Matthew Henry's Commentary on the Whole Bible
And it came to pass after these things, that God did tempt Abraham, and said unto him, Abraham: and he said, Behold, here I am.
We have here the famous story of Abraham’s offering up his son Isaac, that is, his offering to offer him, which is justly looked upon as one of the wonders of the church. Here is, I. The strange command which God gave to Abraham concerning it (v. 1, 2). II. Abraham’s strange obedience to this command (v. 3–10) III. The strange issue of this trial. 1. The sacrificing of Isaac was countermanded (v. 11, 12). 2. Another sacrifice was provided (v. 13, 14). 3. The covenant was renewed with Abraham hereupon (v. 15–19). Lastly, an account of some of Abraham’s relations (v. 20, etc.)
Here is the trial of Abraham’s faith, whether it continued so strong, so vigorous, so victorious, after a long settlement in communion with God, as it was at first, when by it he left his country: then it was made to appear that he loved God better than his father; now that he loved him better than his son. Observe here,
I. The time when Abraham was thus tried (v. 1): After these things, after all the other exercises he had had, all the hardships and difficulties he had gone through. Now, perhaps, he was beginning to think the storms had all blown over; but, after all, this encounter comes, which is sharper than any yet. Note, Many former trials will not supersede nor secure us from further trials; we have not yet put off the harness, 1 Ki. 20:11. See Ps. 30:6, 7.
II. The author of the trial: God tempted him, not to draw him to sin, so Satan tempts (if Abraham had sacrificed Isaac, he would not have sinned, his orders would have justified him, and borne him out), but to discover his graces, how strong they were, that they might be found to praise, and honour, and glory, 1 Pt. 1:7. Thus God tempted Job, that he might appear not only a good man, but a great man. God did tempt Abraham; he did lift up Abraham, so some read it; as a scholar that improves well is lifted up, when he is put into a higher form. Note, Strong faith is often exercised with strong trials and put upon hard services.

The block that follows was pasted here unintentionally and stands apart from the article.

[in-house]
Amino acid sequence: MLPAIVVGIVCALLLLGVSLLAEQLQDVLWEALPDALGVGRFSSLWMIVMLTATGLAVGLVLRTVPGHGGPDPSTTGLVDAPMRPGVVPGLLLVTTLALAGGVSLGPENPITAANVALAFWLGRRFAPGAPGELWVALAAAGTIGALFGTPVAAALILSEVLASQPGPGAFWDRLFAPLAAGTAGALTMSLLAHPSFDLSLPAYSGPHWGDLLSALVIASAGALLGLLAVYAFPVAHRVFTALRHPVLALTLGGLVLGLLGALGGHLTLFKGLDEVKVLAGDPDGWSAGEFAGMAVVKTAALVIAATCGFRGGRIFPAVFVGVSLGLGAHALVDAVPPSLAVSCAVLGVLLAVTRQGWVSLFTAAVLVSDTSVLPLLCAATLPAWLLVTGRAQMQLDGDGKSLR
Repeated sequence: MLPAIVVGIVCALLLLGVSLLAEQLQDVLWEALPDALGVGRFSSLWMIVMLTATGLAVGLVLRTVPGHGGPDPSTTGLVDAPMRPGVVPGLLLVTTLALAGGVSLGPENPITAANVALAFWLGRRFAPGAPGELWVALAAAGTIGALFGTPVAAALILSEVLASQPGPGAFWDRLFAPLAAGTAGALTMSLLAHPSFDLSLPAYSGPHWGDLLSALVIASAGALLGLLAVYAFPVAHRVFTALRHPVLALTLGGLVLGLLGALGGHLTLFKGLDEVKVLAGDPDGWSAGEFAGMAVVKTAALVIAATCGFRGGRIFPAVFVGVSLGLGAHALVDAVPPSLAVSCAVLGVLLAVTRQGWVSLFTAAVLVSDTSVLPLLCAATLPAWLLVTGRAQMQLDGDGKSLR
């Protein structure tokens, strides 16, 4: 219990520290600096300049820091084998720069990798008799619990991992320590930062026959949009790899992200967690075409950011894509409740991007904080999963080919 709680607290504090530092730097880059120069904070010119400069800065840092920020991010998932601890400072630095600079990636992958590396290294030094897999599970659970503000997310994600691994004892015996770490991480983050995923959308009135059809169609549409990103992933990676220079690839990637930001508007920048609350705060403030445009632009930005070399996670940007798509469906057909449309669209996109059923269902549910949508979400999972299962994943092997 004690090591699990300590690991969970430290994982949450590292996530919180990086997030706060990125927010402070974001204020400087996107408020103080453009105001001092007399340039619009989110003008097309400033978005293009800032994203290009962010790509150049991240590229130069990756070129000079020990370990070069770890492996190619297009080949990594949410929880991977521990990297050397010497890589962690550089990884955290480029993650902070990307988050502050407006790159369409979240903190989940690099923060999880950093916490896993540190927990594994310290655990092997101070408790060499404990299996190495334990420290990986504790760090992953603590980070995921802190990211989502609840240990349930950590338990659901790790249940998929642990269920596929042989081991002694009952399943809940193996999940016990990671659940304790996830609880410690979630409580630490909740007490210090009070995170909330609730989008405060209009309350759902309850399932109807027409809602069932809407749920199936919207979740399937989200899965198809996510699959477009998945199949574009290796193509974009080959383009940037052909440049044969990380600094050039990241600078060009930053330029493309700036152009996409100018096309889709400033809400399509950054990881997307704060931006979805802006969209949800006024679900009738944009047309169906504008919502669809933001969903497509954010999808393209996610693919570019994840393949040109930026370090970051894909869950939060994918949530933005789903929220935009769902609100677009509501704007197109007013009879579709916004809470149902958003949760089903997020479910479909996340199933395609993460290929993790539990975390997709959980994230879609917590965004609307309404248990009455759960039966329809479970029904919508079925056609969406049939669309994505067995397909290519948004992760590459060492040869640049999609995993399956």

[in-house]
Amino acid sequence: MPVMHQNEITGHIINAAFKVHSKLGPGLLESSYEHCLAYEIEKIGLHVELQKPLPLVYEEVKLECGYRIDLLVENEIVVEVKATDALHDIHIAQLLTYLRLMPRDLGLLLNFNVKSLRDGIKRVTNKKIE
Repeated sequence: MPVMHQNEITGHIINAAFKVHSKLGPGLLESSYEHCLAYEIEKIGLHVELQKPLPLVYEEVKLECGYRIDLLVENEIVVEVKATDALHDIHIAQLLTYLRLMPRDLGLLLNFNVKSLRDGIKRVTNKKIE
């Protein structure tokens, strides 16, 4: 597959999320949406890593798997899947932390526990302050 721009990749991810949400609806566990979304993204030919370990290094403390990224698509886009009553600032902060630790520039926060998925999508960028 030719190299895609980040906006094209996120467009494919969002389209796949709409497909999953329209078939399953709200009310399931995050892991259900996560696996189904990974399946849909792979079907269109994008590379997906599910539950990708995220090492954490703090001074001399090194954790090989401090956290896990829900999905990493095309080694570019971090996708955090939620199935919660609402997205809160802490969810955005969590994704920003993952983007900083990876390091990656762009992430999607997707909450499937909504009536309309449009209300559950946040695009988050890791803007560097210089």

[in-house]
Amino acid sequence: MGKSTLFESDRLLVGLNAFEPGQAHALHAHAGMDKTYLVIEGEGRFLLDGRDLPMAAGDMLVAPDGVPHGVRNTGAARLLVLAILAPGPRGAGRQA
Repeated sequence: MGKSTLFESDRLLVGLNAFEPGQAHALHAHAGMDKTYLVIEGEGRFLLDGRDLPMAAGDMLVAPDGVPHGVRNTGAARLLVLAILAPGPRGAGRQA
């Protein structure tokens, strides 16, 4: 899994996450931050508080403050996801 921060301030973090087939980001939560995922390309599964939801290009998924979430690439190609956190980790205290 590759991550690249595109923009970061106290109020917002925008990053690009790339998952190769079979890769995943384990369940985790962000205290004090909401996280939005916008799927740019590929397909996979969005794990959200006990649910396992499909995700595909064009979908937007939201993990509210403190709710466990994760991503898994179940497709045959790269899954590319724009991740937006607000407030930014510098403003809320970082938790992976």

III. The trial itself. God appeared to him as he had formerly done, called him by name, Abraham, that name which had been given him in ratification of the promise. Abraham, like a good servant, readily answered, "Here am I; what says my Lord unto his servant?" Probably he expected some renewed promise like those, ch. 15:1, and 17:1. But, to his great amazement, that which God has to say to him is, in short, Abraham, Go kill thy son; and this command is given him in such aggravating language as makes the temptation abundantly more grievous. When God speaks, Abraham, no doubt, takes notice of every word, and listens attentively to it; and every word here is a sword in his bones: the trial is steeled with trying phrases. Is it any pleasure to the Almighty that he should afflict? No, it is not; yet, when Abraham’s faith is to be tried, God seems to take pleasure in the aggravation of the trial, v. 2. Observe,
1. The person to be offered. (1.) "Take thy son, not thy bullocks and thy lambs;" how willingly would Abraham have parted with them by thousands to redeem Isaac! "No, I will take no bullock out of thy house, Ps. 50:9. I must have thy son: not thy servant, no, not the steward of thy house, that shall not serve the turn; I must have thy son." Jephthah, in pursuance of a vow, offered a daughter; but Abraham must offer his son, in whom the family was to be built up. "Lord, let it be an adopted son;" "No, (2.) Thy only son; thy only son by Sarah." Ishmael was lately cast out, to the grief of Abraham; and now Isaac only was left, and must he go too? Yes, (3.) "Take Isaac, him, by name, thy laughter, that son indeed," ch. 17:19. Not "Send for Ishmael back, and offer him;" no, it must be Isaac. "But, Lord, I love Isaac, he is to me as my own soul. Ishmael is not, and wilt thou take Isaac also? All this is against me:" Yea, (4.) That son whom thou lovest. It was a trial of Abraham’s love to God, and therefore it must be in a beloved son, and that string must be touched most upon: in the Hebrew it is expressed more emphatically, and, I think, might very well be read thus: Take now that son of thine, that only one of thine, whom thou lovest, that Isaac. God’s command must overrule all these considerations.
2. The place: In the land of Moriah, three days’ journey off; so that he might have time to consider it, and, if he did it, must do it deliberately, that it might be a service the more reasonable and the more honourable.
3. The manner: Offer him for a burnt-offering. He must not only kill his son, but kill him as a sacrifice, kill him devoutly, kill him by rule, kill him with all that pomp and ceremony, with all that sedateness and composure of mind, with which he used to offer his burnt-offerings.
And Abraham rose up early in the morning, and saddled his ass, and took two of his young men with him, and Isaac his son, and clave the wood for the burnt offering, and rose up, and went unto the place of which God had told him.
We have here Abraham’s obedience to this severe command. Being tried, he offered up Isaac, Heb. 11:17. Observe,